Automakers Should Take Dealers Along on the Self-Driving Journey

Auto dealers can be a key partner and competitive advantage to manufacturers, whether vehicle brands, as we know them, survive.

John Possumato

February 24, 2017

2 Min Read
Automakers Should Take Dealers Along on the Self-Driving Journey

Was I the only one concerned upon reading an article about how Ford Chairman Bill Ford sees the future of the auto industry?

In the story, Henry Ford’s great grandson says brand image translates into sales and owner loyalty, but then wonders if automotive brands could become irrelevant in an impending world of self-driving vehicles.

It raises fundamental questions about how automakers evolve their business models to survive, never mind thrive, in the not-too-distant future.

The article quotes Ford as saying, “This is an arms race,” when referring to the automaker establishing a Silicon Valley presence to try to get in front of the coming transportation revolution and repositioning itself as a mobility company rather than just an auto manufacturer.

Most major car companies, including Ford, plan to start rolling out self-driving vehicles by the beginning of the coming decade, while ride-sharing services such as Uber and Lyft are expected to continue gaining ground, especially when they can start deploying fleets of completely driverless vehicles.

Here’s my elephant-in-the-room question for all of the OEMs rushing headfirst into autonomous vehicles, ride-sharing partnerships and the like.

If Bill Ford is correct and brands become less relevant, where does that leave the auto-retailing industry?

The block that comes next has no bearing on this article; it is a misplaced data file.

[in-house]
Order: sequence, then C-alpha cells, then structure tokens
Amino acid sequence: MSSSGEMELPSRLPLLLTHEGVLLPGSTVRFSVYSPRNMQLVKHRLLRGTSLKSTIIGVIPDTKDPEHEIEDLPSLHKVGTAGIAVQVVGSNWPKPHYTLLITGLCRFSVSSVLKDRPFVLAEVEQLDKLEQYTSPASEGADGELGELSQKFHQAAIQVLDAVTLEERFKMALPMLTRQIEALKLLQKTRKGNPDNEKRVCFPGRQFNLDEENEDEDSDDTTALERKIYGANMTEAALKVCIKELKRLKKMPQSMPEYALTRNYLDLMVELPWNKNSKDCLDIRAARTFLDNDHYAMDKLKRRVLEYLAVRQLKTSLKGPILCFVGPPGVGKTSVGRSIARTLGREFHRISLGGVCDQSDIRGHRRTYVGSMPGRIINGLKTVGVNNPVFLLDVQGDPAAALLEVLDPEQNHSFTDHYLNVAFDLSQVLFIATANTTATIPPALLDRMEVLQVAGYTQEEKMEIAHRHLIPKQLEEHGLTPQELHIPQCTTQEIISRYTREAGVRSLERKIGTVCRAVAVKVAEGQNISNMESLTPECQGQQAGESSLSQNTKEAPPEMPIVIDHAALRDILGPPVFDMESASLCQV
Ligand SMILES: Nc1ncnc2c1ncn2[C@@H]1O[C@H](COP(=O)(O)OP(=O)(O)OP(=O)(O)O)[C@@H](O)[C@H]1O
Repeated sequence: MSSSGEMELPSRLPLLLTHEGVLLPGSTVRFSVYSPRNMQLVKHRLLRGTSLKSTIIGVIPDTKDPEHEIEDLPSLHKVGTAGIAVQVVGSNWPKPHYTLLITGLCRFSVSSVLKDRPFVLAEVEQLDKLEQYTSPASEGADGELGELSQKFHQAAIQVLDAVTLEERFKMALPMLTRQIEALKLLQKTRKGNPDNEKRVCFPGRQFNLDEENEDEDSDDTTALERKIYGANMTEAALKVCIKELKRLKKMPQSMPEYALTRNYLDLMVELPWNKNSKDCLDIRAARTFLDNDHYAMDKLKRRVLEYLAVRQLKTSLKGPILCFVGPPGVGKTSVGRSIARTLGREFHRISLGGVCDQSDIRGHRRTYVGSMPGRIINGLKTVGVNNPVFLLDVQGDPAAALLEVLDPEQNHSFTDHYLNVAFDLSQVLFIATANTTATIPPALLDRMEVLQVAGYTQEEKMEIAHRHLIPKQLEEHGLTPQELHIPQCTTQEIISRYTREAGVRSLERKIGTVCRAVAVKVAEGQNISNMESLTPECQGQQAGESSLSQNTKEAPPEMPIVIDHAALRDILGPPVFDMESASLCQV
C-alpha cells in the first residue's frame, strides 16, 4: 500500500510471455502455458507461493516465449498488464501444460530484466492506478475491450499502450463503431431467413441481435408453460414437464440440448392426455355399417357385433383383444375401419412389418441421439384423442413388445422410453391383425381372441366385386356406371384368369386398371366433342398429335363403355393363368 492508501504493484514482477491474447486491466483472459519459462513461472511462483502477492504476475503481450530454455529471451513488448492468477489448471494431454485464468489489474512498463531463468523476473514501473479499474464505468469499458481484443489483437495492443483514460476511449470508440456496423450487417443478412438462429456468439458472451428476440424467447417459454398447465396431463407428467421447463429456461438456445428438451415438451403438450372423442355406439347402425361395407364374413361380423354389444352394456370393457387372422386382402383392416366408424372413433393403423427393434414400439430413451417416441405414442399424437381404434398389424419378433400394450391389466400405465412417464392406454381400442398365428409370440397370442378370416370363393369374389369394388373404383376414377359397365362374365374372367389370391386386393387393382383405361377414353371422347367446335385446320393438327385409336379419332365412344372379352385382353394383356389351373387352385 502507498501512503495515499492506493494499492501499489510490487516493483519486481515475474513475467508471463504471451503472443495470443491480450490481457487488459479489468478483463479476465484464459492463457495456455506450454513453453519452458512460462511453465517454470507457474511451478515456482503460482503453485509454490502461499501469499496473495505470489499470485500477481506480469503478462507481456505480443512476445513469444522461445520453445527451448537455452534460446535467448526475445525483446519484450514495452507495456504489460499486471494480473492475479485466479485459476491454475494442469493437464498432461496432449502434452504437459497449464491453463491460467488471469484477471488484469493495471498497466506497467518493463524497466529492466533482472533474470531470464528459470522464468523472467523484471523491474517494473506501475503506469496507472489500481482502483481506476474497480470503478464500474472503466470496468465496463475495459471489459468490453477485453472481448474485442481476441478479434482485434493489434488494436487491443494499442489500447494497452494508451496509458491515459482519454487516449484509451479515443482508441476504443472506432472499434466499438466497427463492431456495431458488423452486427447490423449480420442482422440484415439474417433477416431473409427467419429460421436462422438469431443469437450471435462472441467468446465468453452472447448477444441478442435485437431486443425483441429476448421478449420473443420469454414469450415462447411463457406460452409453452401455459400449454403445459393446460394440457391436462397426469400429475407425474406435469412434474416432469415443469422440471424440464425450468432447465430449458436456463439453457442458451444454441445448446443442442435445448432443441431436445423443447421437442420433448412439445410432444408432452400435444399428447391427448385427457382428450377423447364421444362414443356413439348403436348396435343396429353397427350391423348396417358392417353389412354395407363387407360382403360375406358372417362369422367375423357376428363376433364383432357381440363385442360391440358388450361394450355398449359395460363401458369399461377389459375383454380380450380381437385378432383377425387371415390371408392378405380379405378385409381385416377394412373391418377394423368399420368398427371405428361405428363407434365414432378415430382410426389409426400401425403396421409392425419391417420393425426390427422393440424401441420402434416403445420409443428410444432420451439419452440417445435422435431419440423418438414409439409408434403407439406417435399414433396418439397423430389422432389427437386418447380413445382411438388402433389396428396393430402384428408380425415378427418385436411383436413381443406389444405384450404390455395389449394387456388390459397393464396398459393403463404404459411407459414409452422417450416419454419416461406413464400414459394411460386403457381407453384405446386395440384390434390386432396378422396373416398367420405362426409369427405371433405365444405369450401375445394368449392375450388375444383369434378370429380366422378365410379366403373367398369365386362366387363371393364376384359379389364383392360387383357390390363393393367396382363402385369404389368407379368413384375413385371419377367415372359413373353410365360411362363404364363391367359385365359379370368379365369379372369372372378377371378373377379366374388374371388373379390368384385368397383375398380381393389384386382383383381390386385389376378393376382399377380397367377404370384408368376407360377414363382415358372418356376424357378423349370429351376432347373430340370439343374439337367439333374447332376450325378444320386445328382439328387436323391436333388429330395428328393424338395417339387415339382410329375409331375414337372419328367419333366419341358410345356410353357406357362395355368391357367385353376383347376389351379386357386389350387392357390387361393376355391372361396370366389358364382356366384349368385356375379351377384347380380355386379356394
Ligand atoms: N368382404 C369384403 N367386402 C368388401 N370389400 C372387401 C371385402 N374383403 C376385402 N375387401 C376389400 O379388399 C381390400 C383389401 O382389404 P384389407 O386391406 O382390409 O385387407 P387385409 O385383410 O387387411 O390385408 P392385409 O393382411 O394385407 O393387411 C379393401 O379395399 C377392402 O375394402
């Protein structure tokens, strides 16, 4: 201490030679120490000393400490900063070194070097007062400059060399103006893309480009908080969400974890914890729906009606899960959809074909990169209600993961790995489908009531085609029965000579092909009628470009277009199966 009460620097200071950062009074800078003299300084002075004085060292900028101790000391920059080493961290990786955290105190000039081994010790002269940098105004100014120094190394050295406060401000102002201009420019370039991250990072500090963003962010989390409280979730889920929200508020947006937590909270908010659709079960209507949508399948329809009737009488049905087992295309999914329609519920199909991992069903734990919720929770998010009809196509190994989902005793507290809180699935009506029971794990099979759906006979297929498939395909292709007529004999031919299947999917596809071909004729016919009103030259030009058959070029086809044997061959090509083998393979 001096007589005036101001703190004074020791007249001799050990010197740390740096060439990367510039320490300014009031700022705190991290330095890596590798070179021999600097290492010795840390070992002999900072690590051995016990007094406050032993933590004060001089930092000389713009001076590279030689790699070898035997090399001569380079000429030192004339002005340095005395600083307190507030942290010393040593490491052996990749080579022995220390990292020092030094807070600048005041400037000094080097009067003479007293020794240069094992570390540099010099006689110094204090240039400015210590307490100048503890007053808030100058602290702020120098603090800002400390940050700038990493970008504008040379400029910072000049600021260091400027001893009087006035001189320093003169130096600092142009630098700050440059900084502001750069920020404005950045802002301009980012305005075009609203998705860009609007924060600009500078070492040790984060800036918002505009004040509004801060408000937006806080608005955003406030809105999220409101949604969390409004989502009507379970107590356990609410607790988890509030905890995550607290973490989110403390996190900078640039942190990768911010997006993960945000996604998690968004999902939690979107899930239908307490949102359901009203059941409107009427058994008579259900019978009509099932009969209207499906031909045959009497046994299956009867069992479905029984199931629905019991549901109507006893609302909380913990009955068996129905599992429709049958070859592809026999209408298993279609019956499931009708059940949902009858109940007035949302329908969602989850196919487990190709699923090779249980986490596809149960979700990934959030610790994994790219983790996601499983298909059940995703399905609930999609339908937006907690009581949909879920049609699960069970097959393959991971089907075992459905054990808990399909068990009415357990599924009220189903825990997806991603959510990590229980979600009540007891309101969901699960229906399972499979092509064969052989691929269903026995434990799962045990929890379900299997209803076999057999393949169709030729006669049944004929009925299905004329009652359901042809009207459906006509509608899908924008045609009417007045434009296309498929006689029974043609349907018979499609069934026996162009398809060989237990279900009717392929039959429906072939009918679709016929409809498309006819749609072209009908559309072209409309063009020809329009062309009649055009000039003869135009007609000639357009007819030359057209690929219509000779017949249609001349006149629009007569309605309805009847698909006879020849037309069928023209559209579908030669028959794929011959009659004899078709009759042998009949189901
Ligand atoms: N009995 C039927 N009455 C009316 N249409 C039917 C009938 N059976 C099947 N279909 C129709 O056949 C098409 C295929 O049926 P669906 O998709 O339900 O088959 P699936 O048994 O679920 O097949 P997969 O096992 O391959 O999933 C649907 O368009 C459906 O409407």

I would like to know what the manufacturers see as and plan for the future for their retail partners in the age of autonomous driving and commoditization.

As the OEMs move forward to become mobility companies, capitalizing on the higher profit margins in software vs. manufacturing as a way to offset the lowest margins of the hardware commodity, will retailers be instrumental in this and share in the benefits?

While the Teslas of the world see a negligible role for the automotive retailer on the sales side of the equation, I haven’t heard anything on how the traditional manufacturers see where the retailer fits in the potential new world of vehicles, a world where brand isn’t particularly important.

How will these mobility initiatives potentially integrate with or correspond to the growth and development of their retail networks.

This future will be an arms race, as Bill Ford suggests. I’m in line with that. As I’ve said before, auto dealers can be a key partner and competitive advantage to manufacturers, whether vehicle brands, as we know them, survive. 

If my experience in this business has taught me anything, it is that dealers are a resilient lot, the ultimate entrepreneurs (and were so, long before that word became popular and aspirational). 

If brought aboard early in this new OEM vision of mobility, dealers will add to the value. I’m hoping automakers see it that way, too.

John Possumato heads Automotive Mobile Solutions. He can be reached at [email protected] and 856-577-2763.

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About the Author(s)

John Possumato

John F. Possumato is the CEO of DriveItAway Holdings Inc. (OTC: DWAY), an app/platform to facilitate dealer-based consumer vehicle subscription and micro-lease to ownership models.

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